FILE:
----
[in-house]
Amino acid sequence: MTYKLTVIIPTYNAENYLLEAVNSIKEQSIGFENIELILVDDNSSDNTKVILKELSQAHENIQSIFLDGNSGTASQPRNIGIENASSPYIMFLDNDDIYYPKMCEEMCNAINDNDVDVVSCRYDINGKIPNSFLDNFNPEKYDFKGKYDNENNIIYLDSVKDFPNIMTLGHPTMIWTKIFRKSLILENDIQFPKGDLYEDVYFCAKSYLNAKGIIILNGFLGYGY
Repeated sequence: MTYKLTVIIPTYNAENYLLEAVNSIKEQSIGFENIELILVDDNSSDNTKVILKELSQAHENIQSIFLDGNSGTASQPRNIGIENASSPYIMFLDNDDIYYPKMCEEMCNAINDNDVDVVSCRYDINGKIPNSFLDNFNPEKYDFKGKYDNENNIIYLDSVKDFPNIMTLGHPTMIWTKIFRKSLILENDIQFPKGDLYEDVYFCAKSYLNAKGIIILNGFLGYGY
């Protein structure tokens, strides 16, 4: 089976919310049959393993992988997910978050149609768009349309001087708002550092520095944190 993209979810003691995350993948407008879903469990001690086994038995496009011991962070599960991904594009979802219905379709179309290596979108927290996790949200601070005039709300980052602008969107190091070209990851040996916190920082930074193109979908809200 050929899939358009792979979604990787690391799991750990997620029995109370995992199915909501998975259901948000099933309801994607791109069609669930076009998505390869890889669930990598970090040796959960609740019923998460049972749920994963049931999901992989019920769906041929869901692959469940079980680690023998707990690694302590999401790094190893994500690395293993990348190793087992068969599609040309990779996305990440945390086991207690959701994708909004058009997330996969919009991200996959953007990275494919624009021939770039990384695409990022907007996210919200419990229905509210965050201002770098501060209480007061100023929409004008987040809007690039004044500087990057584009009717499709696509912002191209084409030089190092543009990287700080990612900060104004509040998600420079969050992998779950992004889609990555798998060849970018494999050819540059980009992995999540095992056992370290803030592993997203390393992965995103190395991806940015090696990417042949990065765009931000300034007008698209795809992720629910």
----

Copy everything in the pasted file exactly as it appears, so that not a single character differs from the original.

[in-house]
Amino acid sequence: MTYKLTVIIPTYNAENYLLEAVNSIKEQSIGFENIELILVDDNSSDNTKVILKELSQAHENIQSIFLDGNSGTASQPRNIGIENASSPYIMFLDNDDIYYPKMCEEMCNAINDNDVDVVSCRYDINGKIPNSFLDNFNPEKYDFKGKYDNENNIIYLDSVKDFPNIMTLGHPTMIWTKIFRKSLILENDIQFPKGDLYEDVYFCAKSYLNAKGIIILNGFLGYGY
Repeated sequence: MTYKLTVIIPTYNAENYLLEAVNSIKEQSIGFENIELILVDDNSSDNTKVILKELSQAHENIQSIFLDGNSGTASQPRNIGIENASSPYIMFLDNDDIYYPKMCEEMCNAINDNDVDVVSCRYDINGKIPNSFLDNFNPEKYDFKGKYDNENNIIYLDSVKDFPNIMTLGHPTMIWTKIFRKSLILENDIQFPKGDLYEDVYFCAKSYLNAKGIIILNGFLGYGY
């Protein structure tokens, strides 16, 4: 089976919310049959393993992988997910978050149609768009349309001087708002550092520095944190 993209979810003691995350993948407008879903469990001690086994038995496009011991962070599960991904594009979802219905379709179309290596979108927290996790949200601070005039709300980052602008969107190091070209990851040996916190920082930074193109979908809200 050929899939358009792979979604990787690391799991750990997620029995109370995992199915909501998975259901948000099933309801994607791109069609669930076009998505390869890889669930990598970090040796959960609740019923998460049972749920994963049931999901992989019920769906041929869901692959469940079980680690023998707990690694302590999401790094190893994500690395293993990348190793087992068969599609040309990779996305990440945390086991207690959701994708909004058009997330996969919009991200996959953007990275494919624009021939770039990384695409990022907007996210919200419990229905509210965050201002770098501060209480007061100023929409004008987040809007690039004044500087990057584009009717499709696509912002191209084409030089190092543009990287700080990612900060104004509040998600420079969050992998779950992004889609990555798998060849970018494999050819540059980009992995999540095992056992370290803030592993997203390393992965995103190395991806940015090696990417042949990065765009931000300034007008698209795809992720629910």